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YOU DESERVE THE BEST WATER

How to Determine the Types of Water Filters You Need for Your Home

Water impurities are spread throughout the entire country. The southern region is regarded as the worst in this category. States like Texas, Florida, and Georgia lead the list of the most polluted drinking water.

The lacking water quality means that you will need a filter. Several types of water filters serve multiple purposes. Today we’ll be exploring the ones that US residents need the most.

Types of Water Filters

Activated alumina water filters

These filters are designed to remove fluoride, arsenic, and selenium from your drinking water. Producers of these filters claim that they reduce fluoride by up to 99%. The aluminum oxide, out of which these filters are made, gives them an interesting look.

Pros:

  • Very efficient at removing fluoride, arsenic, and selenium
  • They are usually cheap

Cons:

  • Depending on the pH level, aluminum can leach into the water
  • Hard to install, might require a plumber
  • Doesn’t remove much else

Activated carbon filters

These filters have seen a massive rise in popularity in the past couple of years. Their activated charcoal is processed to maximize the number of pores found within. These pores trap pollutant molecules and remove them from your water.

Pros:

  • Highly effective in removing volatile organic compounds
  • Improves the smell and taste of water
  • Efficient at removing chlorine and sediments
  • Doesn’t require electricity

Cons:

  • Can’t remove minerals, salts, or dissolved inorganic compounds
  • Needs replacement often
  • If water flows too fast, it can’t do its job properly
  • Not all bacteria get filtered by it

Ceramic filters

Ceramic is used because it has a lot of small pores on it. As such, anything larger than the pores gets blocked. You can also find models that are treated with silver to kill bacteria and prevent mold or algae in your water.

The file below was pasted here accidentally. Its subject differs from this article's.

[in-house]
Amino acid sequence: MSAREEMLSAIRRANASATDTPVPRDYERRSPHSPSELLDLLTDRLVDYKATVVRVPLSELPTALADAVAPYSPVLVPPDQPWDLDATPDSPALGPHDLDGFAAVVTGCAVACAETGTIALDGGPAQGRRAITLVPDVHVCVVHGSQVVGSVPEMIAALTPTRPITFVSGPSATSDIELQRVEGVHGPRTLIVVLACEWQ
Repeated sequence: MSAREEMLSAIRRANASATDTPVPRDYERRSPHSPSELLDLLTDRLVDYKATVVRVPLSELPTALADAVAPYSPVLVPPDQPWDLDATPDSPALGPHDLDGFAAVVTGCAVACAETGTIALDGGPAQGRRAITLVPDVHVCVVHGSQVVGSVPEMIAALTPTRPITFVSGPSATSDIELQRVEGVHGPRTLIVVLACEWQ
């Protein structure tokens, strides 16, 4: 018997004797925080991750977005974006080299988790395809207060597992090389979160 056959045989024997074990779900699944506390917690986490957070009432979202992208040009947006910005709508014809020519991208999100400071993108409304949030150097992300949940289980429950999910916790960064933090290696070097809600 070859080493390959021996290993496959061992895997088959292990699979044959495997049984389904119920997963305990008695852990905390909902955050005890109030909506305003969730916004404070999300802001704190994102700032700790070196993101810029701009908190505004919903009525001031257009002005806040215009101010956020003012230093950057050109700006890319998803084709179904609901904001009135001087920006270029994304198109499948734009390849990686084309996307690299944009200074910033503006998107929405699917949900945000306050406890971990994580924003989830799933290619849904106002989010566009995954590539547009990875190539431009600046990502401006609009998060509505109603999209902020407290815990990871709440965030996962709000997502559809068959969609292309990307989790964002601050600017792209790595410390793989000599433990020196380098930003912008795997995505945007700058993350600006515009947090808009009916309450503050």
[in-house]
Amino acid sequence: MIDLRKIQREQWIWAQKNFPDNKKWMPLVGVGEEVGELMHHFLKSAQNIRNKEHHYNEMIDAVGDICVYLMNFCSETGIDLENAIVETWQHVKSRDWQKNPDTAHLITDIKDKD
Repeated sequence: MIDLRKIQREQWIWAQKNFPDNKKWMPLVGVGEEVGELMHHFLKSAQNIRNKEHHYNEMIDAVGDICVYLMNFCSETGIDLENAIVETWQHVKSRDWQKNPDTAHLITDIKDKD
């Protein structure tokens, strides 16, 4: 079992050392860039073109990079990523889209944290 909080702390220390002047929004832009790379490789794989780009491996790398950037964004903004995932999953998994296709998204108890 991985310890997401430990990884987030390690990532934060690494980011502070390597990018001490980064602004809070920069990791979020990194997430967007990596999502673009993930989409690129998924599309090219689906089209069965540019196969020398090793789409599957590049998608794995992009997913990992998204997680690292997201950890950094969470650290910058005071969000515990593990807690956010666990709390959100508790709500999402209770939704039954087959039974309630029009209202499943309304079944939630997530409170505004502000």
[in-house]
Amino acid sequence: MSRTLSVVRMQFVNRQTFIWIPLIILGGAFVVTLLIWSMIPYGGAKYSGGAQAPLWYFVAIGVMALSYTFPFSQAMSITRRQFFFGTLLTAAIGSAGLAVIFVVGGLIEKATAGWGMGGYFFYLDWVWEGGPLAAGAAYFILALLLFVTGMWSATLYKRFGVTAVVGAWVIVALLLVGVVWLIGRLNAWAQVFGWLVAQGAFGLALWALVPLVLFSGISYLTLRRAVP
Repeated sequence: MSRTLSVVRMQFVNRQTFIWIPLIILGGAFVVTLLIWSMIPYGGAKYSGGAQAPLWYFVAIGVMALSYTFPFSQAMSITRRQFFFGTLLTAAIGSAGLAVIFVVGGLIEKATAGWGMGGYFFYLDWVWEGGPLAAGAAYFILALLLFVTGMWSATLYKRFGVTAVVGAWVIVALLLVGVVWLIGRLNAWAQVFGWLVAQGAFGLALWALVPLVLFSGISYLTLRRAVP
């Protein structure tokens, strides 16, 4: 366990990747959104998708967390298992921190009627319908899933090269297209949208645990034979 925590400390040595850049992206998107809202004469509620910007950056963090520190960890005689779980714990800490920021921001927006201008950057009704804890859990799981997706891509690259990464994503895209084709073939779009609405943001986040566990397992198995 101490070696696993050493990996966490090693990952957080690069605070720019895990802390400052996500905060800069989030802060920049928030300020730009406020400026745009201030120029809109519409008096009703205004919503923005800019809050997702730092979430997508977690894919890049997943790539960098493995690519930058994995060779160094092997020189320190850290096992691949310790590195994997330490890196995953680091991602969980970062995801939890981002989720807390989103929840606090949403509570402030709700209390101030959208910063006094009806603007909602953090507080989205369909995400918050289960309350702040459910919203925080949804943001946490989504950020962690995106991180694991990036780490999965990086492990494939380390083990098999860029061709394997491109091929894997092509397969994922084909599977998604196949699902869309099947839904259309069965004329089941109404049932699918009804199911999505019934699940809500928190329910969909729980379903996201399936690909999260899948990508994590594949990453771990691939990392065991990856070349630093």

Pros:

  • No electricity required
  • Can last for years if taken care of properly
  • Efficient against bacteria and protozoa
  • Relatively simple to set up

Cons:

  • Completely useless against viruses
  • Slow to operate with high wait times
  • Can clog up easily, needs frequent cleaning

Reverse osmosis filters

These filters remove the vast majority of contaminants found in drinking water. They use a membrane that rejects particles based on size and charge. The higher the ionic charge of a particular pollutant, the harder it is for it to pass through the reverse osmosis system’s membrane.

Pros:

  • The system can remove up to 99% of salts, particles, and bacteria.
  • Because it reduces salts inside the water, it’s an excellent choice for people who use salt-based water softeners. This will make your water drinkable again.
  • RO systems usually make food taste better. That’s why many restaurants choose it over other filtration methods.
  • No electricity consumption whatsoever.

Cons:

  • A reverse osmosis system operates by pushing tap water through its membrane using your plumbing’s water pressure. This process takes time, so if you use a lot of water at once, you’ll have to wait a while before it refills.
  • If you don’t do maintenance correctly, the tiny pores of its membrane can get clogged.
  • Filters can add up a lot to the cost over time.

UV filters

This type of water filter uses ultraviolet rays to eliminate pathogens from your water. They are meant to target microorganisms specifically and nothing else. Since a significant part of US water pollutions is microbial, these are must-haves in any region of the country.

Pros:

  • The best choice against bacteria, viruses and parasites alike. It removes some of the most common pathogens, such as Giardia, Hepatitis, and E. Coli.
  • Most US waters have pathogens inside them, so you will most probably need a UV filter.
  • Very easy to install, requires no plumbing skills whatsoever.
  • Low maintenance – just change the bulb and sleeve once a year.

Cons:

  • Needs pairing with a filter that stops inorganic materials.